Manufacturing AUTOMATION

5 steps to selecting the right ERP software

March 3, 2010
By Jonathan Gross

I recently met with the IT director of a North American auto parts distributor.  He told me that his company was very unhappy with its new ERP system. 

For one, he said, the finance module can’t handle the company’s multiple revenue recognition scenarios. He also told me that the order-processing module couldn’t handle a type of order that accounts for 10 percent of his business’ revenues. In his view, the ERP project is a failure.

According to the "CHAOS Summary 2009" report, released by IT research firm the Standish Group, 68 percent of all IT projects are considered to be failures. Unfortunately, stories like this are too common. According to the "CHAOS Summary 2009" report, released by IT research firm the Standish Group, 68 percent of all IT projects are considered to be failures. 
The good news is that your company can succeed where others have failed. It can reap the ERP benefits of integration and real-time analytics that have eluded many. The (not so) secret recipe: hard work and commitment. Too many companies cut the wrong corners. 

Statistics show that a key driver of ERP success is organizational commitment. This commitment has to start at the system selection phase. 


Here is a five-step guide to help you pick the right system.
#1: Allocate Plenty of Lead Time
#2: Build a Strong Business Case
#3: Translate Business Needs into System Requirements
#4: Do the Diligence on the Software
#5: Negotiation

Step #1: Allocate Plenty of Lead Time
Many companies make the mistake of underestimating the amount of time it takes to find the right system. 

The selection process can be as short as a few months or as long as a few years if your business operates in an underserved sector (e.g. the heating oil distribution sector).  Assuming that your business operates in a well-served market, you should conservatively allocate five months to the selection process.  
Step #2: Build a Strong Business Case
When a company invests one to three percent of its annual revenues in ERP, it had better have a well-developed business case with well-supported projections. 

Developing realistic and achievable projections requires a process-level understanding of current business issues and an understanding of the roadblocks to achieving future goals. When our firm develops business cases for clients, we undertake a fairly comprehensive analysis. First, we map the client’s existing business processes. Then, we analyse those processes in the context of the client’s future business targets. With respect to this latter analysis, our goal is to develop a list of issues that are prioritized in relation to business goals.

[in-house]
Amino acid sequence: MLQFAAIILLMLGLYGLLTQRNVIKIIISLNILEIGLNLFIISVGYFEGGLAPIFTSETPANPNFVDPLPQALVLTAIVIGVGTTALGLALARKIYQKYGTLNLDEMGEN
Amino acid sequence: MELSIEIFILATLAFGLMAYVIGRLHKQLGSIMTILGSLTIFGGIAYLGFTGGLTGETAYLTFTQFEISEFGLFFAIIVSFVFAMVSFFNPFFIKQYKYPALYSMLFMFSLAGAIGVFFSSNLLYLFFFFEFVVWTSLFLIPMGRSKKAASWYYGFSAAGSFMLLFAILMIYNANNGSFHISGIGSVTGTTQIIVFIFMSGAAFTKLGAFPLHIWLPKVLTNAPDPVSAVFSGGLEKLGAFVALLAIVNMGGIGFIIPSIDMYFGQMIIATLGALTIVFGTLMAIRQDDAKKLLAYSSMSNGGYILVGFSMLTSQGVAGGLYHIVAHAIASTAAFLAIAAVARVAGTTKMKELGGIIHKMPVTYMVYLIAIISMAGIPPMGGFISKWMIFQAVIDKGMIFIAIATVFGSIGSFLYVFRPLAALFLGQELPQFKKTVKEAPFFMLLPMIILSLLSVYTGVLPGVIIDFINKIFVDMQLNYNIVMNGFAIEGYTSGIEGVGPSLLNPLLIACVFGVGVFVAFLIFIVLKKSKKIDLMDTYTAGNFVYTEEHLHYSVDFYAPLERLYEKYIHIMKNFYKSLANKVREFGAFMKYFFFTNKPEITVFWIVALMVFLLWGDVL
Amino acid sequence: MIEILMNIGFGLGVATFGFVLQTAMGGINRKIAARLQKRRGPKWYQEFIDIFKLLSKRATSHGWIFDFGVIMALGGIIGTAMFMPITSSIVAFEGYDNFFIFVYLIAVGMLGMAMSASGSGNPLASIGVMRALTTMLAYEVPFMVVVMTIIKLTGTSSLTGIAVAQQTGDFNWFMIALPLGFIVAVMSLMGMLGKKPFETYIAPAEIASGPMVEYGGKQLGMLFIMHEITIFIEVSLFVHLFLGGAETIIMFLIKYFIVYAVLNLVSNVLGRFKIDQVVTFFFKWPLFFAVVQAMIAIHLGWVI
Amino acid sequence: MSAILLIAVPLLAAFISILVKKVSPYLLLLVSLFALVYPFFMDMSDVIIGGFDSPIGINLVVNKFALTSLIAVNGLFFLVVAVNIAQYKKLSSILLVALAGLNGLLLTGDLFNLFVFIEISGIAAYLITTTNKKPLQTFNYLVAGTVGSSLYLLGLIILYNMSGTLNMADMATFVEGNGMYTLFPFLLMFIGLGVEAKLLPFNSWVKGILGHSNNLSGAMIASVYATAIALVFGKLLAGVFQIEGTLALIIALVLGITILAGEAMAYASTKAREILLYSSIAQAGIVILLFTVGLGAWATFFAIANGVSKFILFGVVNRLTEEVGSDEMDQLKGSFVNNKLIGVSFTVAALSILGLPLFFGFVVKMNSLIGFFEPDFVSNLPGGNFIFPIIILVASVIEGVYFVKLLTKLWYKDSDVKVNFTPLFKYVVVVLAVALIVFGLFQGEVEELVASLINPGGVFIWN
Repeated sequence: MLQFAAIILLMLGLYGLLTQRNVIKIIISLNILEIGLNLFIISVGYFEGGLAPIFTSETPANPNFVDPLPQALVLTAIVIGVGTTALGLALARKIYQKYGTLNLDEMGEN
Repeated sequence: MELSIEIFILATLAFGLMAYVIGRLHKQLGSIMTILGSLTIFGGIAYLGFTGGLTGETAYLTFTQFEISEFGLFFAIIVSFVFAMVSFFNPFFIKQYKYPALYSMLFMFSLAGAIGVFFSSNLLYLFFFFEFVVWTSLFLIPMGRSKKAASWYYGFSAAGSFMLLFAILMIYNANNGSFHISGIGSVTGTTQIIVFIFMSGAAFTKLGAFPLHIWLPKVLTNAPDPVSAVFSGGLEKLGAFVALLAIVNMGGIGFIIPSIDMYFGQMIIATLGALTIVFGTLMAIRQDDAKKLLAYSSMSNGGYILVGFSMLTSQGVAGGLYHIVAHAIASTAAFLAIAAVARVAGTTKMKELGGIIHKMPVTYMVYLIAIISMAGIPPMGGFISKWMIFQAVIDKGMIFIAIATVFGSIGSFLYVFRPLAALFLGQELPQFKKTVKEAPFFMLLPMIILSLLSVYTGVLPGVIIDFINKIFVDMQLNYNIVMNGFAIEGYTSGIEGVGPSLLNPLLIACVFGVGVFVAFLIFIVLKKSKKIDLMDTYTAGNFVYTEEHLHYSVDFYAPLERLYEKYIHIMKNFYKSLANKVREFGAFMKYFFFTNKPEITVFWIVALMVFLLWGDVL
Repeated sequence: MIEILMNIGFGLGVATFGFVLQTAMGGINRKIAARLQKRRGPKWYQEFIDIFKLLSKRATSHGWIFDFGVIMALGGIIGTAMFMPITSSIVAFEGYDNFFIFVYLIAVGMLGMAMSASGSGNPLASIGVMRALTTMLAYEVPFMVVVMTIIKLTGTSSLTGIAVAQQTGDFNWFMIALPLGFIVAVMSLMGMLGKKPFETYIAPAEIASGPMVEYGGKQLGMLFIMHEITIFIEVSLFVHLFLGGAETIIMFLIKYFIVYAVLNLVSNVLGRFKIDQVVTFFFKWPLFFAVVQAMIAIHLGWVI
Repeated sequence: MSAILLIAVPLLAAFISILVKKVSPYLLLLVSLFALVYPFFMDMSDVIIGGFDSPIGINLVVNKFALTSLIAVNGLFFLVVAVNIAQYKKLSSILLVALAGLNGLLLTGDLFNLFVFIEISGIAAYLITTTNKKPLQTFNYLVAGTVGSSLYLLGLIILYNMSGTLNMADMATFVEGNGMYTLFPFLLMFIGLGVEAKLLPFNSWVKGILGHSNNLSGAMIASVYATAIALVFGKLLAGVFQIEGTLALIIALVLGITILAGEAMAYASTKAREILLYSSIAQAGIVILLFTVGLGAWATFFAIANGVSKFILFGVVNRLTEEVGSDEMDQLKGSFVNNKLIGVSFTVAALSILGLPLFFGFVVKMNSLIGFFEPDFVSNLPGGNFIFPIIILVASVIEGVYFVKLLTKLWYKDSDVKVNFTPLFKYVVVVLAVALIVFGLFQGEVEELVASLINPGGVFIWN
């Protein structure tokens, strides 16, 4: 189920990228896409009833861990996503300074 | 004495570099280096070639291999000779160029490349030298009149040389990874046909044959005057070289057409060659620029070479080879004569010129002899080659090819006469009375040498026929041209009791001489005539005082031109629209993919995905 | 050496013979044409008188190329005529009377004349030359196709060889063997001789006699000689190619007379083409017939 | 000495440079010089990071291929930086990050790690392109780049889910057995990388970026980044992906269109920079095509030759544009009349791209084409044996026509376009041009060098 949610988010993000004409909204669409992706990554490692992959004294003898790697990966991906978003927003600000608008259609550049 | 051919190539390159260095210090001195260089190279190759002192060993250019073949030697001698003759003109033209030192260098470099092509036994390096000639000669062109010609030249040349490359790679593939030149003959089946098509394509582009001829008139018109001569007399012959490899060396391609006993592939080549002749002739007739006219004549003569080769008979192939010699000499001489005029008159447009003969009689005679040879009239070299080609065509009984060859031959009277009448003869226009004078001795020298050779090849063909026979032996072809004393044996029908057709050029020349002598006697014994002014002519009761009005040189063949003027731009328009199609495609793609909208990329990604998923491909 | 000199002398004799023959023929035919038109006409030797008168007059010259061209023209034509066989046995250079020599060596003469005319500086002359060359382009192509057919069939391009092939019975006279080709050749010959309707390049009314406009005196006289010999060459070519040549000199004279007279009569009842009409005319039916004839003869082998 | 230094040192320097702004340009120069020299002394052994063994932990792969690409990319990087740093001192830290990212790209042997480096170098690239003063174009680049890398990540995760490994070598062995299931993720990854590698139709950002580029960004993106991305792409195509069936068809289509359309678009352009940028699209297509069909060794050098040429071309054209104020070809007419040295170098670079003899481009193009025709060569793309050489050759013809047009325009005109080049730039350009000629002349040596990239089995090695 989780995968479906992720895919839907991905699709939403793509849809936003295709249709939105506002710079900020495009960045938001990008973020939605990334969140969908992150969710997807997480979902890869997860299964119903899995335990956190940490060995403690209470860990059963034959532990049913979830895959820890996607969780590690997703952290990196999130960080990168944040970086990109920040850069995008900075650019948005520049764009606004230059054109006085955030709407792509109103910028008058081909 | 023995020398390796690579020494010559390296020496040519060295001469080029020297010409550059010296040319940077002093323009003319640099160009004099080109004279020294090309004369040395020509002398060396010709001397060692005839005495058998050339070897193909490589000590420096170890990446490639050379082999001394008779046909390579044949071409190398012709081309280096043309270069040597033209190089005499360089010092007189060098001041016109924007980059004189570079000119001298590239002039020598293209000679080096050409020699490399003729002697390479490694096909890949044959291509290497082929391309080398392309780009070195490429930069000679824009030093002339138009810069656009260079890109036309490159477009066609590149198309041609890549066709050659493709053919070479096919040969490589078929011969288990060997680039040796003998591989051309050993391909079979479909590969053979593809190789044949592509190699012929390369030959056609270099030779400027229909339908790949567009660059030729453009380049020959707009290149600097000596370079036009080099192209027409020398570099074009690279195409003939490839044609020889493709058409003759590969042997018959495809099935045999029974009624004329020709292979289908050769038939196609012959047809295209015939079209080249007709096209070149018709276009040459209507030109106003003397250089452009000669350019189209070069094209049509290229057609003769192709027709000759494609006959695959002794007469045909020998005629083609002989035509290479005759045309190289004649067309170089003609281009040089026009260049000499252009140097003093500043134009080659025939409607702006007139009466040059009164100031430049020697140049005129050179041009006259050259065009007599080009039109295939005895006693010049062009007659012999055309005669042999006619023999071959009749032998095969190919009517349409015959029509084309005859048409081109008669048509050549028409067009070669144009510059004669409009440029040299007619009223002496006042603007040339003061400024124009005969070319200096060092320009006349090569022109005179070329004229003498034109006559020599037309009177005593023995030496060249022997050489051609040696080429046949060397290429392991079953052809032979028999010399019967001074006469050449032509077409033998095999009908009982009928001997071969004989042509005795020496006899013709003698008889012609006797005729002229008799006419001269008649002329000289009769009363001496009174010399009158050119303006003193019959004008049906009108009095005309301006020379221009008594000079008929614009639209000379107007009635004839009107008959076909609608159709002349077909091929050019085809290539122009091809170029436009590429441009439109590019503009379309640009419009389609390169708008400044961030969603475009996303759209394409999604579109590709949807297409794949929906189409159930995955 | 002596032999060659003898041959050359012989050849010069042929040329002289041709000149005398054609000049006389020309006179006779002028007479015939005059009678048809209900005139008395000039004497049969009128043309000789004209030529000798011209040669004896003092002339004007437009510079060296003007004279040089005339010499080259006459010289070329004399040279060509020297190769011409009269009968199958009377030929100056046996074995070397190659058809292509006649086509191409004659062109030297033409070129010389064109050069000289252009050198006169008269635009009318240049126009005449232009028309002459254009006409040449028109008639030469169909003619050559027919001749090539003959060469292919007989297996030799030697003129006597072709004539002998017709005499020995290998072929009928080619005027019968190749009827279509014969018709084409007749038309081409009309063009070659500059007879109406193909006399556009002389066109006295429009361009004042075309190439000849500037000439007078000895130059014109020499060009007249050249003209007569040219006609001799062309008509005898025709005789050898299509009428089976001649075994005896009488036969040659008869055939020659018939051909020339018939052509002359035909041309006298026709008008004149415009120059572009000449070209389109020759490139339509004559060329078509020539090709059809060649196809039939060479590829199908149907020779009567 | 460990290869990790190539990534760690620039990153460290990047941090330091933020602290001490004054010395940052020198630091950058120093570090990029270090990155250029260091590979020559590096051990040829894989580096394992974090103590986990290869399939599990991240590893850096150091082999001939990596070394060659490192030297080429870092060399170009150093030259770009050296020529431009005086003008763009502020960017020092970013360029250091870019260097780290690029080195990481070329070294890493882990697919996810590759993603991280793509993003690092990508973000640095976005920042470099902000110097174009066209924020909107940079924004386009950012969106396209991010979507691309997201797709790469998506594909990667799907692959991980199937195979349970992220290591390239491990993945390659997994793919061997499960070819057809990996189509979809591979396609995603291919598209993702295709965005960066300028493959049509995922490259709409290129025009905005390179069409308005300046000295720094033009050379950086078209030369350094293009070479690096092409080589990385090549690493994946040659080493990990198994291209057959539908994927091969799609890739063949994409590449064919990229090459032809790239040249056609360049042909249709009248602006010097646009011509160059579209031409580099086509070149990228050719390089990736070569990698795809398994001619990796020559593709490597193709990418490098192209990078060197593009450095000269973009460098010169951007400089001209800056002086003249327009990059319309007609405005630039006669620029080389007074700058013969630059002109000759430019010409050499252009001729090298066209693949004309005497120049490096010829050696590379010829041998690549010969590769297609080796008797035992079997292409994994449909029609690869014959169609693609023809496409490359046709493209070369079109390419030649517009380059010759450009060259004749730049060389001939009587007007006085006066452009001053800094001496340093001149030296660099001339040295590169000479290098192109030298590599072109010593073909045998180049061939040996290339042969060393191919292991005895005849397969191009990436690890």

Step #3: Translate Business Needs into System Requirements
This is where the business and operational issues are translated into ERP system requirements. Since it’s impossible for any ERP system to address all of a company’s needs, we prioritize and weight each requirement relative to the client’s business goals and constraints. 

The weighted requirements should then be assembled into a vendor evaluation scorecard. This scorecard forms the backbone of a request for proposal delivered to ERP vendors.  
Step #4: Do the Diligence on the Software
This step contains two sub-stages. First, at the close of tender, the completed RFPs and scorecards are evaluated. Through this preliminary assessment, the initial vendor list is reduced to a shortlist of three to five.

In the second sub-stage, each of the shortlisted vendors is invited to give a detailed product demonstration. At the live demonstration, the vendor shows how its ERP system works in a simulation of your business environment. 

Following a post-mortem of the demonstrations, you should be in a good position select the right software package. If doubts remain, you should solicit additional demonstrations. Don’t worry about inconveniencing the vendors. With the size of your potential investment and the high risks of failure, you’re better off double dotting some Is.

Step #5: Negotiation
You might be in the homestretch, but this is no time to sit back. Negotiating contracts for licenses, maintenance and implementation services takes hard work. 
Your company should never accept the vendor’s terms without putting up a strong fight. Particularly these days. Negotiating power is shifting over to the buyers’ side. By applying pressure to the right points, you can shave down the sticker price.

By picking the right ERP software, you can position your business to achieve levels of productivity, efficiency and profits that might otherwise be unattainable. If you don’t take the selection process seriously, your business could wind up married to the wrong system. And where would that leave you? As one of those unsatisfied survey respondents lamenting its IT project failures.

Jonathan Gross LL.B., M.B.A., is a lawyer and consultant who specializes in aligning business with IT, selecting IT systems and implementing IT systems.  He can be reached at and followed at

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